million records from biological collections (botanical and zoological specimens and microbial strain data of samples collected in Brazil).

His current work includes the assessment of initiatives worldwide to improve data release and analysis. He is a member of the Board of Directors of Species2000 (Catalogue of Life), the Board of Directors of ETI Bioinformatics (University of Amsterdam) and of the Advisory Board of Global Research Data Infrastructures (GRDI 2020).

David Carlson has served as Director of the Atmospheric Technology Division of the US National Centre for Atmospheric Research (NCAR) Colorado for nine years between 1994-2003. Prior to that he was for three years the Director of the office coordinating the 'Tropical Ocean Global Atmosphere Coupled Ocean - Atmosphere Response Experiment' (TOGA COARE) leading oceanic and atmospheric scientists from twelve nations in a large ICSU/WMO climate research programme. He was appointed to the post of Director of the International Polar Year 2007-2008 International Programme Office (IPO) in June 2006. David is originally from the mid west of the United States and holds a PhD in Oceanography from the University of Maine.

Daniel I. Cheney is Manager of Safety Programs for the U.S. Federal Aviation Administration’s Transport Airplane Directorate. Mr. Cheney has been involved in nearly all aspects of certification activities of Boeing commercial airplanes from the B707, through current activities of the B787 program. He has also been involved in supporting numerous accident and incident investigations, and their resolution. It has been through his involvement in accident investigation, and the realization that costly lessons from major accidents were being lost through the passage of time, that led Mr. Cheney to initiate FAA’s development of the web-based “Lessons Learned from Transport Airplane Accidents” knowledge information system. This accident library, now containing 57 accident modules, is available to the public on the FAA’s main web site at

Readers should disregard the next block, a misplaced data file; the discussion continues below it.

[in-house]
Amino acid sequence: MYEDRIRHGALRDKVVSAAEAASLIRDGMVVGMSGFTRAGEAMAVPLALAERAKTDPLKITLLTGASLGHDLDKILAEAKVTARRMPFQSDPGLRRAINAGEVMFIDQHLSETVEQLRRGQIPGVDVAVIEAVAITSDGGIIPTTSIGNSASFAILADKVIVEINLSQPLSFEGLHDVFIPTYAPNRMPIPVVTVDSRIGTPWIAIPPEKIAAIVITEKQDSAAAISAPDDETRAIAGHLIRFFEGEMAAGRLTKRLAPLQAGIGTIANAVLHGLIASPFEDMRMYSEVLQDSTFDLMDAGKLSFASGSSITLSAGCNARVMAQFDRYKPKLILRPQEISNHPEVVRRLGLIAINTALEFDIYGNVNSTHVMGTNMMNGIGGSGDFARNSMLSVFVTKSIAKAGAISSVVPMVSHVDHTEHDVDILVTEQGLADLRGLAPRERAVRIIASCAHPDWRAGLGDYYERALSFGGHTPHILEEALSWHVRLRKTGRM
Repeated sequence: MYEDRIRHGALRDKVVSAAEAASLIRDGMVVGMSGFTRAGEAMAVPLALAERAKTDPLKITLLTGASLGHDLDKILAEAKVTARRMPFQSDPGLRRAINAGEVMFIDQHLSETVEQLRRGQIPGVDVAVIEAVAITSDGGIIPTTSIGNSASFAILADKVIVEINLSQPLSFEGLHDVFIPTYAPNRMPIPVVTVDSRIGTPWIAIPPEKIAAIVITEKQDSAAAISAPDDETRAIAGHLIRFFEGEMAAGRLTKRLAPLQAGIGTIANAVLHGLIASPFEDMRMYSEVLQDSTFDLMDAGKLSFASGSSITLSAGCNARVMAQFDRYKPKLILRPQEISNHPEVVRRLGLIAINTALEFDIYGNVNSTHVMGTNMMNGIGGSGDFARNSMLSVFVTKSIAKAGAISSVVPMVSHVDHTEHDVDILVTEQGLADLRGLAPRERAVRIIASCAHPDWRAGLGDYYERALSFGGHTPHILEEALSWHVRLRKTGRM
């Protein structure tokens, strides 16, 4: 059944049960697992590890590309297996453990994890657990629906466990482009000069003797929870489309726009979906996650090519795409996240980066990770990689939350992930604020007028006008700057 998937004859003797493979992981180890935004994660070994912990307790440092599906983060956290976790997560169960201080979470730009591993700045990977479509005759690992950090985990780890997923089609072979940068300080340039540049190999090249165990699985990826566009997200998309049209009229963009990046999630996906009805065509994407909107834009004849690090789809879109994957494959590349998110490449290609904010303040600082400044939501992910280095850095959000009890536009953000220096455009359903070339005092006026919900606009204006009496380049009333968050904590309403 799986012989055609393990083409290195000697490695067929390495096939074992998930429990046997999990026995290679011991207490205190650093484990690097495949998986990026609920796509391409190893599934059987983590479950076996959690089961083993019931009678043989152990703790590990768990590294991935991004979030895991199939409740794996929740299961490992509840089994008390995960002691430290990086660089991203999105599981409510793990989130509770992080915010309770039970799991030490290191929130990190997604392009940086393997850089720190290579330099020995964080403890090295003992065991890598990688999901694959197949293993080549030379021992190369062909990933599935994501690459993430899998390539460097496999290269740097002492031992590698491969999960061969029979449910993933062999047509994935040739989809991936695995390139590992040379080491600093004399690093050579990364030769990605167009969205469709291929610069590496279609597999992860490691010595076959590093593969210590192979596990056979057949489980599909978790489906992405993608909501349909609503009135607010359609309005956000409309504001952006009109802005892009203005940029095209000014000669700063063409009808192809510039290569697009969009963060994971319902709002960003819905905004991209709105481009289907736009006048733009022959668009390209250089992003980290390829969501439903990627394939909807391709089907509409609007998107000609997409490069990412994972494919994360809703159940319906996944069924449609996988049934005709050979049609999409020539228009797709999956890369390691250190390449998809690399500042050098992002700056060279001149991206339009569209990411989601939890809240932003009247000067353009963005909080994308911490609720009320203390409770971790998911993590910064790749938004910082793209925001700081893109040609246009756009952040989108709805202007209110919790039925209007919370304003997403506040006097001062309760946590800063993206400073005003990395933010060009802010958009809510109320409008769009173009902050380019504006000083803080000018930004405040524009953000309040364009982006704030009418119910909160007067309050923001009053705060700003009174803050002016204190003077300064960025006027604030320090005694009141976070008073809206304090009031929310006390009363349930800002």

Farouk El-Baz is Research Professor and Director of the Center for Remote Sensing at Boston University. He participated in NASA’s Apollo program (1967-72) as secretary of the lunar landing site selection committee, and chairman of astronaut training in visual observations and photography. In 1973-82 he established and directed the Center for Earth and Planetary Studies at the National Air and Space Museum of the Smithsonian Institution, Washington DC and served as Principal Investigator of the Earth Observations and Photography Experiment on the Apollo-Soyuz mission of 1975.

He became Vice President for Science and Technology at Itek Optical Systems in 1982, before joining Boston University in 1986. He pioneered the applications of space photography to desert studies, with emphasis on groundwater concentration. He served in 1978-1981 as science adviser to Anwar Sadat, the late President of Egypt. His honors include NASA’s Apollo Achievement Award, the Nevada Medal, and the Egyptian Order of Merit - First Class. He served for six years as chair of the U.S National Committee for the International Union of Geological Sciences of the National Academies, and is a member of the U.S. National Academy of Engineering.

Stephen M. Griffin is a Program Director in the Division of Information and Intelligent Systems at the National Science Foundation (NSF). For the period 1994-2004, Mr. Griffin managed the Special Projects Program that included the Interagency Digital Libraries Initiatives and the International Digital Libraries Collaborative Research and Applications Testbeds program. He has been active in working groups for Federal high performance computing and communications programs, and serves on numerous domestic and international advisory committees related to digital libraries and advanced computing and networking infrastructure. In 2004-2005 he was on special assignment to the Library of Congress, Office of Strategic Initiatives, to assist with the National Digital Information and Infrastructure Preservation Program. He is

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